Second, research needs to examine why, even when diagnosis of alcohol dependence and measures of frequency of lifetime and past year heavy drinking are controlled, persons who began drinking at an earlier age are more likely after drinking to place themselves in situations that pose risk of injury. Several explanations are possible. Those who begin drinking at an early age may be less fearful of injury and situations that pose risk of injury. Some may derive pleasure or a sense of self-esteem by taking risks associated with injury. It is well-known that persons who drive after drinking, for example, are more likely to speed and are less likely to wear seat belts.25 Alternatively, persons who start drinking at earlier ages may not be as aware or appreciate how alcohol increases injury risk. Studies have shown that people who drive after heavy drinking are more likely to believe they can drive safely after higher amounts of alcohol consumption.26 They may believe for example the risk of traffic crashes and other injuries increase only for people who are visibly intoxicated. Also, their heavier consumption of alcohol may further impair the judgment of those who start drinking at a younger age. After drinking, they may be less likely than when sober to recognize situations that pose risk of injury or to fully appreciate the risks posed by those situations.

While research needs to be done to determine whether delaying the onset of drinking will prevent alcohol-related injury later in life, we think our findings provide important information for physicians and other health care providers to share with their adolescent patients about risks associated with early age of drinking onset. They should explore the age their patients started to drink and advise their patients that people who start drinking at early ages not only have an increased risk of developing alcohol dependence, they also have an increased risk of experiencing motor vehicle and other unintentional injuries, which are the major causes of death among adolescents and young adults. Recent national surveys indicate that after a decade of decline, the percentage of high school seniors who drink, drink heavily, and drive after drinking has increased in the past 2 years.27 The study reported here supports efforts to expand clinical, educational, legal, and community interventions that delay onset of drinking.

 Office of Statistics and Programming database. Hyattsville, Md: CDC National Center for Health Statistics; 1999.
National Highway Traffic Safety Administration.  Traffic Safety Facts 1997. Washington, DC: US Dept of Transportation; 1998.
Zador PL. Alcohol-related relative risk of fatal driver injuries in relation to driver age and sex.  J Stud Alcohol.1991;52:302-310.
Zador P, Krawchek S, Voas R. Alcohol-related relative risk of driver fatalities and driver involvement in fatal crashes in relation to driver age and gender: an update using 1996 data.  J Stud Alcohol.2000;61:387-395.
Honkanen R, Ertama L, Kuosmanen P, Linnoila M, Alha A, Visuri T. The role of alcohol in accidental falls.  J Stud Alcohol.1983;44:231-245.
Hingson R, Howland J. Alcohol as risk factor for injuries and deaths due to falls: a review of the literature.  J Stud Alcohol.1987;48:212-219.
Howland J, Hingson R. Alcohol as a risk factor for drownings: a review of the literature (1950-1985).  Accid Anal Prev.1988;20:19-25.
Hingson R, Howland J. Alcohol and non-traffic unintentional injuries.  Addiction.1993;88:877-883.
Smith G, Branngs C, Miller T. Fatal non-traffic injuries involving alcohol: a meta-analysis.  Ann Emerg Med.1999;33:699-702.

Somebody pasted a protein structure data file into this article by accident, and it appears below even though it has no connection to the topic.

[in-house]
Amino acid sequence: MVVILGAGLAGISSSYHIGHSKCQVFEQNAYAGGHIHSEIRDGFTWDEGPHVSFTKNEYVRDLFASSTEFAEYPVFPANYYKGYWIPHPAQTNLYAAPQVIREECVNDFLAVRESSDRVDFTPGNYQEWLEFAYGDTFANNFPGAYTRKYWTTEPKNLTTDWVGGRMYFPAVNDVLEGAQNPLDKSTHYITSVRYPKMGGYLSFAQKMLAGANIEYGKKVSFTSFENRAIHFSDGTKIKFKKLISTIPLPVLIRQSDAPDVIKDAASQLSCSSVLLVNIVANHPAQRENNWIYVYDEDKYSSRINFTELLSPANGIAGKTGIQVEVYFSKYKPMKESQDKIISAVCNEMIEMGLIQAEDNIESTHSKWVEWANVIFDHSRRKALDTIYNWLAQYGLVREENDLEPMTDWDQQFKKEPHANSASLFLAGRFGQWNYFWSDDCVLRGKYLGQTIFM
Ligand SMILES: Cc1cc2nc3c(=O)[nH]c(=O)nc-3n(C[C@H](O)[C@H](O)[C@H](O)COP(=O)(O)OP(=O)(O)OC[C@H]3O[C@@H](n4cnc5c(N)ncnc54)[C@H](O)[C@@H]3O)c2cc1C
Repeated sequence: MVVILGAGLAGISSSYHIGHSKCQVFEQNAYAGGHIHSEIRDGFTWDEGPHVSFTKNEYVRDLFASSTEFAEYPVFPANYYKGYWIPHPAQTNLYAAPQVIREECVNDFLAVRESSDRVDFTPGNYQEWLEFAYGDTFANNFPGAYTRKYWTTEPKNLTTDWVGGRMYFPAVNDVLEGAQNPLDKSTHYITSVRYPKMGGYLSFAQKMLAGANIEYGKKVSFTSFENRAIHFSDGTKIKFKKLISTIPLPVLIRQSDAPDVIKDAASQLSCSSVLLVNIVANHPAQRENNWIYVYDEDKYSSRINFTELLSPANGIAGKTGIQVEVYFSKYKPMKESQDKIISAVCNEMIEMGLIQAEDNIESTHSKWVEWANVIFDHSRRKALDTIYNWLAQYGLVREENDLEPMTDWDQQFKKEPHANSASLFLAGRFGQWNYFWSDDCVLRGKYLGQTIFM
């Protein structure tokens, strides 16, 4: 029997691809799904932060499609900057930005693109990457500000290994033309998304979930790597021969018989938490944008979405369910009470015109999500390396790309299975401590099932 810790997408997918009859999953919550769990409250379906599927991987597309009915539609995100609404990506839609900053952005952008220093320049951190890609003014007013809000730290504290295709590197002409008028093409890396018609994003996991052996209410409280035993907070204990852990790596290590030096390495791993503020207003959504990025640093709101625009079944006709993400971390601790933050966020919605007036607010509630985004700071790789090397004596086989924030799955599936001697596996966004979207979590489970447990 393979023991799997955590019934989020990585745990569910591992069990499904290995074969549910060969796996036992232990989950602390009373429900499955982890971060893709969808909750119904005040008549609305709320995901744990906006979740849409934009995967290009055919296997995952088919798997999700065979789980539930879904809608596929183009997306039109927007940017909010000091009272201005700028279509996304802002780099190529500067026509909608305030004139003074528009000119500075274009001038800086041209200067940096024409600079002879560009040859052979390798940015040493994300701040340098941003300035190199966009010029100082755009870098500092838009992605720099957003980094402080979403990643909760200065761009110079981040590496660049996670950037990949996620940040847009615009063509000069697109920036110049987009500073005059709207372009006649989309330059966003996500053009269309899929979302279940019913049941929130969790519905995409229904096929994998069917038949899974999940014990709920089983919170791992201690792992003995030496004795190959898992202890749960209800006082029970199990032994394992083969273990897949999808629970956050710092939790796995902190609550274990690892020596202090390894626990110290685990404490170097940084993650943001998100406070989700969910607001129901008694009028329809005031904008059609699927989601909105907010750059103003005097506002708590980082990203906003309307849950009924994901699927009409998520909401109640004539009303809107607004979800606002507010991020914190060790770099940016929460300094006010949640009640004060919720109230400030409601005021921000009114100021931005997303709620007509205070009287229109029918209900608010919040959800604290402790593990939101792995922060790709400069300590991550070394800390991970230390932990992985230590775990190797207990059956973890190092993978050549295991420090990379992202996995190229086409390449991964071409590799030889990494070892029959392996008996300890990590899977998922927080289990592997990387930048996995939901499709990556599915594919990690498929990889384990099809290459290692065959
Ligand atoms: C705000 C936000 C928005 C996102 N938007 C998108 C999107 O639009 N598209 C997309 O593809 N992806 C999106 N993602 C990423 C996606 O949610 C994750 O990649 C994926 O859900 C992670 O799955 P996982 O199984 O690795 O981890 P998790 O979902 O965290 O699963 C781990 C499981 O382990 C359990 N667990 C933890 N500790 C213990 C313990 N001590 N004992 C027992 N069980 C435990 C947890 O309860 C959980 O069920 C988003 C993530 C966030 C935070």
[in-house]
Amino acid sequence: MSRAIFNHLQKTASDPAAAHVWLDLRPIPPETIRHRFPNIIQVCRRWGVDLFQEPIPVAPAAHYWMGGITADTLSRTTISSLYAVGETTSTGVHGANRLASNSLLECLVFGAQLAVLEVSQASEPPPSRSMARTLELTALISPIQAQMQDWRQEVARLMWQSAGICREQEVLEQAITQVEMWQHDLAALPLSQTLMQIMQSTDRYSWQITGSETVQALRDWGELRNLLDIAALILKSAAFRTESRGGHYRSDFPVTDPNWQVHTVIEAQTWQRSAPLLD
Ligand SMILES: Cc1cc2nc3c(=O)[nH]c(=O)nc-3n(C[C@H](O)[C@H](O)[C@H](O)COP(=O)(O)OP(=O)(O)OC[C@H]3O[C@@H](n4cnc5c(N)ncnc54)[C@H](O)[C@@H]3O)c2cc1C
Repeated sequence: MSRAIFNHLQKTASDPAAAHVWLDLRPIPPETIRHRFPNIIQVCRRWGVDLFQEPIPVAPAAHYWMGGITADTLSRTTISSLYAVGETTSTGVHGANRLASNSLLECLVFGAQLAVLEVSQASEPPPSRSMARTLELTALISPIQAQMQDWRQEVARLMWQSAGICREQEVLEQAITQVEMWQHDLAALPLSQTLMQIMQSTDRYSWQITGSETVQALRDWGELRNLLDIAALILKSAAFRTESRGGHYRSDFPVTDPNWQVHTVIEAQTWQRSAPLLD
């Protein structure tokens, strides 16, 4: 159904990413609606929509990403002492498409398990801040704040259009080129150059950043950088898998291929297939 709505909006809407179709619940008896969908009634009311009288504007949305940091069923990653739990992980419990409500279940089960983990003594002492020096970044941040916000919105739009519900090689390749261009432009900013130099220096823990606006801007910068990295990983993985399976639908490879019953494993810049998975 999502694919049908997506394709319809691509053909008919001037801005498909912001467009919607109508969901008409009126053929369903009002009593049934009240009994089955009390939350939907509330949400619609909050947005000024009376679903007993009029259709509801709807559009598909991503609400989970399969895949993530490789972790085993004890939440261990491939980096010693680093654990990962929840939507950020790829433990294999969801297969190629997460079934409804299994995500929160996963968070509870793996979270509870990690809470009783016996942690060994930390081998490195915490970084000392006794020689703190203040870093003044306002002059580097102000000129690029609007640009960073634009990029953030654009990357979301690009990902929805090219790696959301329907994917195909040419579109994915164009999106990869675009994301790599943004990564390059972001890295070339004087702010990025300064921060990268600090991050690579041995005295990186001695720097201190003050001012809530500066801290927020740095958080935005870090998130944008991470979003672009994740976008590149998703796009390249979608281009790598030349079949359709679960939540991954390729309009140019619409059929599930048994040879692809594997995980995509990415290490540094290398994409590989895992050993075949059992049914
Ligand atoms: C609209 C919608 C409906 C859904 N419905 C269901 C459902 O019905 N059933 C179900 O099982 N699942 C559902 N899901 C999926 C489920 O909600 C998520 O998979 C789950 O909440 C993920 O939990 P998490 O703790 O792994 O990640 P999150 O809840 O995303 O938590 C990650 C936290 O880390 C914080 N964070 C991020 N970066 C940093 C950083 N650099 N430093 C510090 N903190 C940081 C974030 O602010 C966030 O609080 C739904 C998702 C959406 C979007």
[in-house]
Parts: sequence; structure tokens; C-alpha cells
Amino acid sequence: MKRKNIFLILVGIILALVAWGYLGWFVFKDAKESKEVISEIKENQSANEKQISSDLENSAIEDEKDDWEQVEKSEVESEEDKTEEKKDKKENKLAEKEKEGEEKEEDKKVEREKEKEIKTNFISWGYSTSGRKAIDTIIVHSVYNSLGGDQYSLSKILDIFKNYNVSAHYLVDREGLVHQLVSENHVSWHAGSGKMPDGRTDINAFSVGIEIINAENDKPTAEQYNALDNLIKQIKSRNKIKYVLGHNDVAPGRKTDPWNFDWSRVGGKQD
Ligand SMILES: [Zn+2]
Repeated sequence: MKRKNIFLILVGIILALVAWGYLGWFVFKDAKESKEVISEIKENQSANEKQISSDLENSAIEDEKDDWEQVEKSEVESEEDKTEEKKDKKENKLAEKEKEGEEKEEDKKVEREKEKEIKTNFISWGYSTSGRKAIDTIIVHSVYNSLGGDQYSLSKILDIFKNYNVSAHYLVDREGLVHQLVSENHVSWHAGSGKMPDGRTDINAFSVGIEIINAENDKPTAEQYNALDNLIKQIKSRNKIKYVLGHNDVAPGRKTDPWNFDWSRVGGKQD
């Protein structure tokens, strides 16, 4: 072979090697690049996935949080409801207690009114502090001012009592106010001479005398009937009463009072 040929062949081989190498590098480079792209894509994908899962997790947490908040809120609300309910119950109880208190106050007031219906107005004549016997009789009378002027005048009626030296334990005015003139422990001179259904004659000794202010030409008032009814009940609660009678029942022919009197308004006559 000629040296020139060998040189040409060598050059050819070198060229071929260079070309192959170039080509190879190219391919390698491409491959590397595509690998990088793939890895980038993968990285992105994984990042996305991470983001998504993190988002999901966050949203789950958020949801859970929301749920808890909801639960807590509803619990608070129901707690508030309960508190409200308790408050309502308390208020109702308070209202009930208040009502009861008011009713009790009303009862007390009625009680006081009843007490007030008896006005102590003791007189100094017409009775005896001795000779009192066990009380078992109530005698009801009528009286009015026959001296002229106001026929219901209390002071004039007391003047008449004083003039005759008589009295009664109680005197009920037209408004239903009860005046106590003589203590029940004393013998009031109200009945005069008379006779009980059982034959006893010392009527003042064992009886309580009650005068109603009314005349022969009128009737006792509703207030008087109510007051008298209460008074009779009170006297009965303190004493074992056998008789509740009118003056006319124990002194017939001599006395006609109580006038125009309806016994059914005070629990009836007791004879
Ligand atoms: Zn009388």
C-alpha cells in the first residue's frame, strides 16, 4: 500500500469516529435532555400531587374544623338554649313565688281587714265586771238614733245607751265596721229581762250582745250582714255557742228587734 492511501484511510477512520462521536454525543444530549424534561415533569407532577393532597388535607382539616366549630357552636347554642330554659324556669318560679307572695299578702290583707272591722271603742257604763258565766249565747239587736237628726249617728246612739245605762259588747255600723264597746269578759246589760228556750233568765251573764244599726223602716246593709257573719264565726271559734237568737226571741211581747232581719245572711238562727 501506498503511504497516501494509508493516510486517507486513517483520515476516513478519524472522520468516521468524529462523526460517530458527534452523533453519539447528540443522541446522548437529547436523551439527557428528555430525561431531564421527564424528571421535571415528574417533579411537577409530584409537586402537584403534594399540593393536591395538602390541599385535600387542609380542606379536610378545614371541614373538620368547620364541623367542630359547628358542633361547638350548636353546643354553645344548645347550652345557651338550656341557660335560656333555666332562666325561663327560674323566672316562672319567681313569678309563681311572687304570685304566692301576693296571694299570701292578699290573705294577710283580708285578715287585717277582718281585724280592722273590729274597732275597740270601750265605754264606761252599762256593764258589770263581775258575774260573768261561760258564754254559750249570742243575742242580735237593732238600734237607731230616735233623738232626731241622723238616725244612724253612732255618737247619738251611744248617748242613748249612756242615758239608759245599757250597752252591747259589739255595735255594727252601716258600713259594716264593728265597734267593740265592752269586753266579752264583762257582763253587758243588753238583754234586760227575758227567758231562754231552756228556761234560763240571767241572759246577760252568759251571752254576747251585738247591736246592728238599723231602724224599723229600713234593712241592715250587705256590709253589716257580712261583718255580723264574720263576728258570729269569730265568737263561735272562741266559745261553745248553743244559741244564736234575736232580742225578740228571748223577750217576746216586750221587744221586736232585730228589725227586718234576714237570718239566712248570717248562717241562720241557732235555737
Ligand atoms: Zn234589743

National Highway Traffic Safety Administration.  Traffic Safety Facts: Alcohol 1997. Washington, DC: US Dept of Transportation; 1998.
Grant B. The impact of family history of alcoholism on the relationship between age at onset of alcohol use and DSM-III alcohol dependence.  Alcohol Health Res World.1998;22:144-147.
Clapper R, Bulca S, Goldfield Z, Lipsett L, Tsuang M. Adolescent problem behaviors as predictors of adult alcohol diagnoses.  Int J Addict.1995;30:507-523.
Gentillelo L, Rivara F, Donovan D.  et al.  Alcohol interventions in a trauma center as a means of reducing the risk of injury recurrence.  Ann Surg.1999;230:473-483.
Dinh-Zarr T, Diguiseppi C, Heitman E, Roberts I. Preventing injuries through interventions for problem drinking.  Alcohol Alcohol.1999;34:609-621.
Massey JT, Parsons VL, Tadros W. Vital and Health Statistics Report Series 2(10): Design and Estimation for the National Health Interview Survey, 1985-1994. Hyattsville, Md: National Center for Health Statistics, US Dept of Health and Human Services; 1989.
Grant BF, Harford FC, Dawson DA, Chou PS, Pickering RP. The alcohol use disorder and associated disabilities interview schedule: reliability of alcohol and drug modules in a general population sample.  Drug Alcohol Depend.1995;39:37-44.
Shah BV, Barnwell BG, Bieler GS. SUDAAN User's Manual, Release 7.0. Research Triangle Park, NC: Research Triangle Institute; 1996.
O'Malley P, Wagenaar A. Effects of minimum drinking age laws on alcohol use, related behavior and traffic crash involvement among American youth.  J Stud Alcohol.1991;52:478-491.
General Accounting Office.  Drinking Age Laws: An Evaluation Synthesis of Their Impact on Highway Safety. Washington, DC: General Accounting Office; 1987.
Jones N, Pieper C, Robertson L. The effect of the legal drinking age on fatal injuries of adolescents and young adults.  Am J Public Health.1992;82:112-114.
Robins LN. Childhood conduct problems, adult psychopathology and crime. In: Hodgins S, ed. Mental Disorder and Crime. Newbury Park, Calif: Sage; 1993:173-193.
Shuckit M. New finding in the genetics of alcoholism.  JAMA.1999;281:1875-1876.
Prescott CA, Kendler KS. Age at first drink and risk for alcoholism: a non-causal association.  Alcohol Clin Exp Res.1999;23:101-107.
Felitti V, Anda R, Nordenberg D.  et al.  The relationship of childhood abuse and household dysfunction to many of the leading causes of deaths in adults.  Am J Prev Med.1998;14:245-258.